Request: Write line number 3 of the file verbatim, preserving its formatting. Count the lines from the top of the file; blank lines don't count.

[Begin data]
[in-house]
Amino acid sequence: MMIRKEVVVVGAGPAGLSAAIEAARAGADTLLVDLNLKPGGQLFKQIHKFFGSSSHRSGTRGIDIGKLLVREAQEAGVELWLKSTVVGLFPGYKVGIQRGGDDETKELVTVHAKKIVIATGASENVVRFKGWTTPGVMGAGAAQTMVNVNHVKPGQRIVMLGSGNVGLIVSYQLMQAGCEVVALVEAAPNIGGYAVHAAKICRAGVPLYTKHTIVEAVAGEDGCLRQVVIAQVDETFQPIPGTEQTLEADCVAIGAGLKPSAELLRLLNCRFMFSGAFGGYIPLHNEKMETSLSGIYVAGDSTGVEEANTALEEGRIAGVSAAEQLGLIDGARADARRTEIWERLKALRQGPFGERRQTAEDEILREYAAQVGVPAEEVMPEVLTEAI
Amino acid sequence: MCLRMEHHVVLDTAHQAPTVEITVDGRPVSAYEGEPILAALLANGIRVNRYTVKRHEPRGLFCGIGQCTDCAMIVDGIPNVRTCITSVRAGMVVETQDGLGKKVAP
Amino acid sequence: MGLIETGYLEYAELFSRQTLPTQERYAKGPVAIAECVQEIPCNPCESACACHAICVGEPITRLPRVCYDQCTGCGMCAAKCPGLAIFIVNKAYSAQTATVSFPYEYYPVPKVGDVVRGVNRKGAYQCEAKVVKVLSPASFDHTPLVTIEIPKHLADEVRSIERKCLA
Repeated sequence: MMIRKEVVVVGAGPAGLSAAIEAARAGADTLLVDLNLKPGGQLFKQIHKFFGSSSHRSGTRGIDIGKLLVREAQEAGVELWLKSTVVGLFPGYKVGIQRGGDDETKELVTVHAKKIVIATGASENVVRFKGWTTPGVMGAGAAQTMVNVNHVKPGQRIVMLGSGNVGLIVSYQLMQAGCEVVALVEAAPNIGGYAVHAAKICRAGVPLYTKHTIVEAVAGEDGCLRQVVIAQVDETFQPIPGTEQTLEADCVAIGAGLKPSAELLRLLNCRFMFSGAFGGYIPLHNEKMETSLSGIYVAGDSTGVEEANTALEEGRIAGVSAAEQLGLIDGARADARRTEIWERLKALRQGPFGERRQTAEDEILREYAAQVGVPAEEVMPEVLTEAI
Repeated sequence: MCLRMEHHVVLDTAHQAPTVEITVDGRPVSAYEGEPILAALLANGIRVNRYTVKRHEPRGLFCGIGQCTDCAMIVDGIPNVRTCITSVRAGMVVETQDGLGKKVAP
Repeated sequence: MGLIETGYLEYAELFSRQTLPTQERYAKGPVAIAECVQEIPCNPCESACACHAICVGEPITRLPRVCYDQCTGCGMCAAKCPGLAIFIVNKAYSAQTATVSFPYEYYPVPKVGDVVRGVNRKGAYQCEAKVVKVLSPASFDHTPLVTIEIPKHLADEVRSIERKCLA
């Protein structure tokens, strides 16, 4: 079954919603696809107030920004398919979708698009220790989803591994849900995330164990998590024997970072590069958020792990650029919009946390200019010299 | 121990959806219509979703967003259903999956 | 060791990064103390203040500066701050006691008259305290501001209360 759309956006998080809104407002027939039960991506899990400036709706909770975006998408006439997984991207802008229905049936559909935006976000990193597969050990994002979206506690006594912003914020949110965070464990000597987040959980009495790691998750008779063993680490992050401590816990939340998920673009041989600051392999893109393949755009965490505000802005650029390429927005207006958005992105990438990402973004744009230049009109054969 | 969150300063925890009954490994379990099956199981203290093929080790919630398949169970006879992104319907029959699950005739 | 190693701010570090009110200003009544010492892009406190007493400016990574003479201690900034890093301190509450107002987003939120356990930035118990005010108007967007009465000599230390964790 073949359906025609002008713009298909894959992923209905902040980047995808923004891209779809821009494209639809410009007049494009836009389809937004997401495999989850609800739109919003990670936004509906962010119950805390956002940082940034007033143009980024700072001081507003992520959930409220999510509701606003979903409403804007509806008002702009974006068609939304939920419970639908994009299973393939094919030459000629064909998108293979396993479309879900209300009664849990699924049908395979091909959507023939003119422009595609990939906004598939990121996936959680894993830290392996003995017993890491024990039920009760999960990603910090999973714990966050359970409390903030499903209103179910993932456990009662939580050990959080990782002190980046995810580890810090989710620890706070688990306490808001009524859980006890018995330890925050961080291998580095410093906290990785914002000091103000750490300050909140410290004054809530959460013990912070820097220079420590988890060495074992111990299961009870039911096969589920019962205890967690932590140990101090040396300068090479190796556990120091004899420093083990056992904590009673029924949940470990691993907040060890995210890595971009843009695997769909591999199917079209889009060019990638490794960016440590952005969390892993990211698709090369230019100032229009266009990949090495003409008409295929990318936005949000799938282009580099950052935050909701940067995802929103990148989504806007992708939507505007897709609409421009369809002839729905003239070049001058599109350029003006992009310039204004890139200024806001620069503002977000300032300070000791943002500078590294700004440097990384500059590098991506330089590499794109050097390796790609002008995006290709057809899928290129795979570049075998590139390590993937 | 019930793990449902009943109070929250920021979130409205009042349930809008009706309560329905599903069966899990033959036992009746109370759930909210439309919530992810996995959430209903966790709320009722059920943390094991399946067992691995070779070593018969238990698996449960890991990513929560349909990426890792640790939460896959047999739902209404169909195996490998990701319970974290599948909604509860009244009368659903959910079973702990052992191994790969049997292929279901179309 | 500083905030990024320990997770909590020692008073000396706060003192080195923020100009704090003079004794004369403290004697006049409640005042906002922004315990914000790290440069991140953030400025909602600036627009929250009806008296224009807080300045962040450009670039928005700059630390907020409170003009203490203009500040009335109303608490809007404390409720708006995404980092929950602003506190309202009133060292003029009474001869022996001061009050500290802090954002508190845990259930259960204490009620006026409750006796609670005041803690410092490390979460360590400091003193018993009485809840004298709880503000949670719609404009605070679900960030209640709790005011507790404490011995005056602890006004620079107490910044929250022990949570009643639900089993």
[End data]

Amino acid sequence: MCLRMEHHVVLDTAHQAPTVEITVDGRPVSAYEGEPILAALLANGIRVNRYTVKRHEPRGLFCGIGQCTDCAMIVDGIPNVRTCITSVRAGMVVETQDGLGKKVAP